Over the next several weeks there will certainly be more in-depth reaction to Obama's decision last night to send 30,000 more troops to Afghanistan. For now, the early consensus - with which I agree - is that Obama more or less made the right call, except for the setting of a withdrawal deadline. The first concern is whether he's now committed to his own policy. And how will Obama's quick "surge and exit" strategy serve the long-term goal of stabilizing Afghanistan?
Three quick observations: First, Obama continues to show a lack of graciousness towards President Bush. He not only blamed the lack of success in Afghanistan on Bush, but he also refused to give him any credit whatsoever for the obvious success of the Iraqi surge and subsequent stabilization. Second, as Karl Rove pointed out yesterday, for Obama to blame Bush for not fully resourcing the Afghan war is particularly galling since Obama, as a US Senator, had opposed Bush's military spending requests over and over again (and had also opposed the Iraqi surge that he now advocates for Afghanistan). Finally, Obama loses a great deal of credit for doing the right thing - as when he rightly notes that this is a necessary war which effects the safety of the entire world - but then says: win, lose or draw we must be out in 18 months because we simply can't afford this fight. That's not something we would have ever heard Churchill - or George W. Bush, for that matter - say.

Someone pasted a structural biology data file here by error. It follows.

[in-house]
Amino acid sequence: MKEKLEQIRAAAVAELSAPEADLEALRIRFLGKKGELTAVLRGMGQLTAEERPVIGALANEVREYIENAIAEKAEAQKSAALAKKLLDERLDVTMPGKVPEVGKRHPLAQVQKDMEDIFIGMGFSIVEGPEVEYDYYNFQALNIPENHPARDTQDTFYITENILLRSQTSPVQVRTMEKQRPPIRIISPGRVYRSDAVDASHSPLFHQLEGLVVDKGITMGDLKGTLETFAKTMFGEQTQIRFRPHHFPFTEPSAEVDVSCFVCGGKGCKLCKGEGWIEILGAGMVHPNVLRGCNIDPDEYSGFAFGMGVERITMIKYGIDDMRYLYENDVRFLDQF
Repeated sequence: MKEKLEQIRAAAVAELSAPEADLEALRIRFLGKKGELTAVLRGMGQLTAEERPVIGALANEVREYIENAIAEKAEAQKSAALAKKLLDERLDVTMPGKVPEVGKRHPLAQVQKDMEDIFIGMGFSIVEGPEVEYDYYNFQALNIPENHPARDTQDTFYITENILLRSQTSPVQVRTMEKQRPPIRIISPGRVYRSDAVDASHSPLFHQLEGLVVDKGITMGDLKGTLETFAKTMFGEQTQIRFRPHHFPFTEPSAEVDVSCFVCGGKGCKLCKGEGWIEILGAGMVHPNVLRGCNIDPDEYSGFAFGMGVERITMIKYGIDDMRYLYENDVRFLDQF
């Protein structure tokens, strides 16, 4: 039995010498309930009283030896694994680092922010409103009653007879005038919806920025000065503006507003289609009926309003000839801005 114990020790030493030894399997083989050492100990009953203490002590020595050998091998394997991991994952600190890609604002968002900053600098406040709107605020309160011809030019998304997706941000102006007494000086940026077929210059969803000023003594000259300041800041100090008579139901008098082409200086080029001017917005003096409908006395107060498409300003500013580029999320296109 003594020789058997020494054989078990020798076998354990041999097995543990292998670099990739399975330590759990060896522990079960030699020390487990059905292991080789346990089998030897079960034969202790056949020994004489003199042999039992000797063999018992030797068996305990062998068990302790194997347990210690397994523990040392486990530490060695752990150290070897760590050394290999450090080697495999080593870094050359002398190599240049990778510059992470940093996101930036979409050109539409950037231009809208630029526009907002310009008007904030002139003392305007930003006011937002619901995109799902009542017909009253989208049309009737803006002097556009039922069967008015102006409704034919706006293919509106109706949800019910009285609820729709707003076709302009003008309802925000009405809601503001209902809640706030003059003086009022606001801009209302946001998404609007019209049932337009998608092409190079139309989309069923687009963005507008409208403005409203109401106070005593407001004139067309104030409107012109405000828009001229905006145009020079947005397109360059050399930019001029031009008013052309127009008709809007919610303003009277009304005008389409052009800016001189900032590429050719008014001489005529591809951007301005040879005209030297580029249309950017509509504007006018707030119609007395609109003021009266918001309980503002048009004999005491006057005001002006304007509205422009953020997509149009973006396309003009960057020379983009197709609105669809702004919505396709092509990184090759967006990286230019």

Here's a good summary of where we are right now. Listen, in particular to the great Dr. K who observes Obama's defensiveness in presenting the case for the "surge and exit" strategy.
Whatever happens from here on in, the Afghan war is under new management. This is now Mr. Obama's war - win or lose.